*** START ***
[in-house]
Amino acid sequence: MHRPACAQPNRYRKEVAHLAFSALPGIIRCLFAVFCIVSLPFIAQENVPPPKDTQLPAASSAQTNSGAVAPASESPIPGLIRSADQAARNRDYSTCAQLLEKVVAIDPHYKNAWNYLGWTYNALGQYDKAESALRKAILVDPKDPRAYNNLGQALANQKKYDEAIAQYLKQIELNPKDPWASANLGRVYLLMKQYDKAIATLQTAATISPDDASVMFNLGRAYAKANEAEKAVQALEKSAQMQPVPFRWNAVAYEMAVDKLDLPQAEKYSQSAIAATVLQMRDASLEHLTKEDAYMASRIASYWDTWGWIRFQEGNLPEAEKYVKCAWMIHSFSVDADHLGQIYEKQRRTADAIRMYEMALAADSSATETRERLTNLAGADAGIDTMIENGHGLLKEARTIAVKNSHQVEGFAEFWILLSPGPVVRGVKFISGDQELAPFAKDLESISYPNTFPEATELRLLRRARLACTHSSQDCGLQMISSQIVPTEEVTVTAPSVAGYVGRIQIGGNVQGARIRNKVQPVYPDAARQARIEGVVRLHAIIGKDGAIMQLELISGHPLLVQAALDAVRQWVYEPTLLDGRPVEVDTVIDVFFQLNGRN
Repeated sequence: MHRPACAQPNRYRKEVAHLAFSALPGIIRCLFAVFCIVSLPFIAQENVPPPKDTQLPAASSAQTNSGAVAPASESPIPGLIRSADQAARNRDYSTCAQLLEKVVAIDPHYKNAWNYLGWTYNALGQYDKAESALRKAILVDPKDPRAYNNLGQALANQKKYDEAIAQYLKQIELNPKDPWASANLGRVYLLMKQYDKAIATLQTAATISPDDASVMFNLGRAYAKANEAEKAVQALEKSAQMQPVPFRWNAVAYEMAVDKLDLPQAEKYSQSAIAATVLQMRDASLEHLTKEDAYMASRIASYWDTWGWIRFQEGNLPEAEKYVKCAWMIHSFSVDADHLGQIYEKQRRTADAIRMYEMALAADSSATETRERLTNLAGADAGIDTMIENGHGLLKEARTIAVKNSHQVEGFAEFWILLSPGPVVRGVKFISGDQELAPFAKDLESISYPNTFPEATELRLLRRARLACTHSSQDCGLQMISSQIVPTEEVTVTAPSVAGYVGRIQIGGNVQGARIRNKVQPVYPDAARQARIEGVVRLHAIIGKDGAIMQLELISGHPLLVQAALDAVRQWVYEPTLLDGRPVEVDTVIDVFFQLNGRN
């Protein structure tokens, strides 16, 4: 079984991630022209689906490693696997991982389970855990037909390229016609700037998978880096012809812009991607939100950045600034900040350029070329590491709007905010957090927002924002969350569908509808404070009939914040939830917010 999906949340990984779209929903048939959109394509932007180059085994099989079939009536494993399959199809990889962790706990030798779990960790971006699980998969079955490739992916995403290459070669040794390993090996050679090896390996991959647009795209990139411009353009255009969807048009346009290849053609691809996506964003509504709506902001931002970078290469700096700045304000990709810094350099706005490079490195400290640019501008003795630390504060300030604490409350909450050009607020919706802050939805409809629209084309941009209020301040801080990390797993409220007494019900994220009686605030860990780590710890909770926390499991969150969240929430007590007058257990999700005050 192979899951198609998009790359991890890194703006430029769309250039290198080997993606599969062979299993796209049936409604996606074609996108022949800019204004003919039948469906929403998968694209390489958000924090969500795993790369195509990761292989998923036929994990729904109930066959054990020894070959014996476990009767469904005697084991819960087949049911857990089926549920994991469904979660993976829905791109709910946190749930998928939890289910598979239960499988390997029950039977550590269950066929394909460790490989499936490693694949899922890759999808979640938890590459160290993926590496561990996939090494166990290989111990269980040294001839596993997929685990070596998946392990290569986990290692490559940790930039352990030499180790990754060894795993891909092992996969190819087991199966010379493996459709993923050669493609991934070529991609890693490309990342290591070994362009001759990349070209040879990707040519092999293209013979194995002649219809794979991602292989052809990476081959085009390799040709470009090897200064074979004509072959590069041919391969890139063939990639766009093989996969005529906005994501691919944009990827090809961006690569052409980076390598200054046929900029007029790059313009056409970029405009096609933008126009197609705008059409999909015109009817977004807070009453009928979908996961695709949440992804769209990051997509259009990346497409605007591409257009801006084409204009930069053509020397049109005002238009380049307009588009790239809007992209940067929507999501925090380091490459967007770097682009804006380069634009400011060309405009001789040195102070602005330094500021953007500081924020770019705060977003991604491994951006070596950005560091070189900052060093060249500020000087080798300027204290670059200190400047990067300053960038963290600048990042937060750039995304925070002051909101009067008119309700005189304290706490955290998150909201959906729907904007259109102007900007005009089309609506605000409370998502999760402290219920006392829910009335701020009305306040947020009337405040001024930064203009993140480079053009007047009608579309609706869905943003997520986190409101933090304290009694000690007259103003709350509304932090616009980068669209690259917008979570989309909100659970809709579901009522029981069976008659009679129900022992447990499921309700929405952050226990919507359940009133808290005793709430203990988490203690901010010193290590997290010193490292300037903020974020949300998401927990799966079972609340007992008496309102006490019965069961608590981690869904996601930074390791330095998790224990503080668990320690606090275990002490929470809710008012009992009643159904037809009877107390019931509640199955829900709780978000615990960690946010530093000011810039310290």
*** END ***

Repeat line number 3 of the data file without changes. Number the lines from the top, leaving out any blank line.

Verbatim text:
Repeated sequence: MHRPACAQPNRYRKEVAHLAFSALPGIIRCLFAVFCIVSLPFIAQENVPPPKDTQLPAASSAQTNSGAVAPASESPIPGLIRSADQAARNRDYSTCAQLLEKVVAIDPHYKNAWNYLGWTYNALGQYDKAESALRKAILVDPKDPRAYNNLGQALANQKKYDEAIAQYLKQIELNPKDPWASANLGRVYLLMKQYDKAIATLQTAATISPDDASVMFNLGRAYAKANEAEKAVQALEKSAQMQPVPFRWNAVAYEMAVDKLDLPQAEKYSQSAIAATVLQMRDASLEHLTKEDAYMASRIASYWDTWGWIRFQEGNLPEAEKYVKCAWMIHSFSVDADHLGQIYEKQRRTADAIRMYEMALAADSSATETRERLTNLAGADAGIDTMIENGHGLLKEARTIAVKNSHQVEGFAEFWILLSPGPVVRGVKFISGDQELAPFAKDLESISYPNTFPEATELRLLRRARLACTHSSQDCGLQMISSQIVPTEEVTVTAPSVAGYVGRIQIGGNVQGARIRNKVQPVYPDAARQARIEGVVRLHAIIGKDGAIMQLELISGHPLLVQAALDAVRQWVYEPTLLDGRPVEVDTVIDVFFQLNGRN